During my NaNoWriMo session this morning I wrote 2,063 words in 1 hour and 20 minutes, which works out to 1,551 words per hour (w/h). Looking at my spreadsheet from last November, I see that this isn’t nearly my best time. I frequently write at about 2,000 w/h when I’m really cooking, and 1,600 – 1,700 w/h is closer to my average. But this hasn’t always been true.
Digging through my notebooks last month, I was reminded how hard writing used to be for me. Back in the 1990s, I took writing classes and belonged to a writer’s group. The same notebooks that hold my drafts of exercises and stories are also full of entries about not being able to write. A typical comment: “My fear is numbing. I am so afraid of writing that my mind goes blank.”
I know now that my problem wasn’t lack of ideas or even fear of writing. My problem was stage fright. The very classes and meetings I thought would motivate me to write by giving me assignments and deadlines were freezing me in my tracks. Faced with an exercise or story prompt, I would fight to get anything on paper because I could feel the teacher, my class mates, and the other writers in my group hovering over my shoulder. I was constantly aware that what I was putting on the paper was going to be seen by someone else and that knowledge always got in my way.
Over the years, I’ve gotten much better at just putting down the words and forgetting about the rest of the world. I know I can burn or delete anything that really is too awful for human consumption, although I rarely do. And I make a point of trying not to have ambitions for what I am working on, at least not when I’m actually writing it. I can’t let myself think “when I’m done, I’m publishing this,” because if I do, I am in danger of freezing up.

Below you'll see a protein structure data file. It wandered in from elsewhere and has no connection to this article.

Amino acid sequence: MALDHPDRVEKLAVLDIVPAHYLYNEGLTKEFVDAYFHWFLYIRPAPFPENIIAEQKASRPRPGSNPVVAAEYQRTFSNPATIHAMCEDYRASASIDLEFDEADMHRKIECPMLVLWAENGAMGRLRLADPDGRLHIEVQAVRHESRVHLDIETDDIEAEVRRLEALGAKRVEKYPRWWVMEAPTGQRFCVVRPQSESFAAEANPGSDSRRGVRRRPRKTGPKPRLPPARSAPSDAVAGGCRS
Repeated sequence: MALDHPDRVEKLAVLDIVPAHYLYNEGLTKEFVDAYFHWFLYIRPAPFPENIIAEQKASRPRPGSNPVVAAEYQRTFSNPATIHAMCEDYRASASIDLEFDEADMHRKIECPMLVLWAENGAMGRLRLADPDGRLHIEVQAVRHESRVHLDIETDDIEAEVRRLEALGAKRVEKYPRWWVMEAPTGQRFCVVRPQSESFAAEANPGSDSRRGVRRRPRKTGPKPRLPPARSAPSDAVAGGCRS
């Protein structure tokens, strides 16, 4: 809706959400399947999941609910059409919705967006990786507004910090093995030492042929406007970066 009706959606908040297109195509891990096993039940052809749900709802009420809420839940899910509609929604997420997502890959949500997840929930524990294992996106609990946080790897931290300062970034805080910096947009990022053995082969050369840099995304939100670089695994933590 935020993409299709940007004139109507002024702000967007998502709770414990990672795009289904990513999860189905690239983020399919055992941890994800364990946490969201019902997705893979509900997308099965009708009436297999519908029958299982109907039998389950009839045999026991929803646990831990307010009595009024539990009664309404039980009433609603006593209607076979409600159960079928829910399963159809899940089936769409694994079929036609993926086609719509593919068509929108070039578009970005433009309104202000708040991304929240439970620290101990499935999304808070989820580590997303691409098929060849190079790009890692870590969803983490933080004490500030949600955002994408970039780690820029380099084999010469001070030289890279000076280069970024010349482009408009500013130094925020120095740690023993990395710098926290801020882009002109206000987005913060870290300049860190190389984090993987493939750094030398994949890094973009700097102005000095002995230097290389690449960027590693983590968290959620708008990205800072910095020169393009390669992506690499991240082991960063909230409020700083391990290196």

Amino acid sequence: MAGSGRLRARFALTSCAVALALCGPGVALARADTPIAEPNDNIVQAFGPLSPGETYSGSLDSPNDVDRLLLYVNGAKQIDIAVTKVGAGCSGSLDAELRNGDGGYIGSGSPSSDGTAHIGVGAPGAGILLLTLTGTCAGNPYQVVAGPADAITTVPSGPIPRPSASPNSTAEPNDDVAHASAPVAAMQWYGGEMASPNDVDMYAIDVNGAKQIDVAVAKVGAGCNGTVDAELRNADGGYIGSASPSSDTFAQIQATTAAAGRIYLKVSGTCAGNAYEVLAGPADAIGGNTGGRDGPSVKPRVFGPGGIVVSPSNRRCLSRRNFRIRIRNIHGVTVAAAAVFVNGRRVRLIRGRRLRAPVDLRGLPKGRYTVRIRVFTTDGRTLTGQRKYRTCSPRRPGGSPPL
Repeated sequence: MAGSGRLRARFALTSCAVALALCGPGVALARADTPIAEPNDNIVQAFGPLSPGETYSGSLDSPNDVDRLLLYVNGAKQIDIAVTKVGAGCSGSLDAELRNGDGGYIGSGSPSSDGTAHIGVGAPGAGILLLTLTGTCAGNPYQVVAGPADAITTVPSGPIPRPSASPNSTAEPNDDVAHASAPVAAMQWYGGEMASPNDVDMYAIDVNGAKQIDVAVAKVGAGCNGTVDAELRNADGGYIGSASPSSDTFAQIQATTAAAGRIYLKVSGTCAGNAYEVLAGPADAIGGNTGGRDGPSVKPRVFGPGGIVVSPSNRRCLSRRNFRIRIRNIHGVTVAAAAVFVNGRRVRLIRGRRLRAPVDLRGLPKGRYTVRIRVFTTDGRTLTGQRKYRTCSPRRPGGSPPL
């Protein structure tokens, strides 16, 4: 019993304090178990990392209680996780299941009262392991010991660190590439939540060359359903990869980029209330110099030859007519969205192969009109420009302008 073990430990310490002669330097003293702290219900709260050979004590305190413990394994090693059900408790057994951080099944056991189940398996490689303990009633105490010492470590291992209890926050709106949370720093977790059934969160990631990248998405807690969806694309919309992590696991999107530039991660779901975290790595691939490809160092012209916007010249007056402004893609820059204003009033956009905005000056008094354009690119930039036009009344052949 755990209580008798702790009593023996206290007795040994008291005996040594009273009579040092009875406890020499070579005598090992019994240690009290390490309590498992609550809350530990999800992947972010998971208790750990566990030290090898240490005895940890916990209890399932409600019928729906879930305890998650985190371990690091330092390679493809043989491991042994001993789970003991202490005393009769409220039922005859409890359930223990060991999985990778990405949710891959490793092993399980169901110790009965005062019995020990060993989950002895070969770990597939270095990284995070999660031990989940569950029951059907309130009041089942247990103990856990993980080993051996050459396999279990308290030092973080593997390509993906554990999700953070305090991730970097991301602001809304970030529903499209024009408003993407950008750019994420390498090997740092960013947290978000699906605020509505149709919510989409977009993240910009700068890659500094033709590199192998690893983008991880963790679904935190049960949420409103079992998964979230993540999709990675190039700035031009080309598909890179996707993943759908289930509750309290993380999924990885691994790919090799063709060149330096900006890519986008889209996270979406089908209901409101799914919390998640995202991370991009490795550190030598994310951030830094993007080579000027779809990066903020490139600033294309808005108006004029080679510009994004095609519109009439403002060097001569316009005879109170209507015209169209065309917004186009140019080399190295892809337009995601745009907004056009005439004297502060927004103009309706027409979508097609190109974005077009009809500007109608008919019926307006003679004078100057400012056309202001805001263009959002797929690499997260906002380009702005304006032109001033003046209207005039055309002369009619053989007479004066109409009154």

Of course, I can still stall out if I’m not careful. Even if I have successfully banished the slightest hint of an external audience of any kind, my own internal Critic can show up and whisper acidic comments and undermining doubts in my ear while I am trying to write. If I pay attention to anything he says, I’m dead in the water.
So how did I get from being unable to write a word to 1,500 and more words per hour despite my fear of my audience? By taking the good advice from books I’ve read and using it. Here are the practices that have helped me the most.
From Becoming a Writer by Dorothea Brande: Write first thing in the morning, as soon as you wake up. I’ve done this off and on over the years, and it’s a great way to generate flow in writing. You may be familiar with a related concept called Morning Pages, but I didn’t come across Julia Cameron‘s Artist’s Way books until much later.
From Bird By Bird by Anne Lamott: Write a shitty first draft. While I adore this book as a whole, this is the piece of advice I use most. The key to writing my first draft is to forget about quality and write down everything I can: the good, the bad, and the ugly. I constantly come back to this slogan whenever I find myself hesitating to write.
From Writing Down the Bones by Natalie Goldberg: Write fast. Really really fast. The author recommends writing for a set period of time and writing as fast as possible until the time is up. I’ve found this enables me to outrun every audience, even my inner one, because there’s no time to think about what I’m doing.
Thank goodness these generous authors were willing to share their experiences and tools with others, because I don’t think I could have found my way to writing fluidly without them.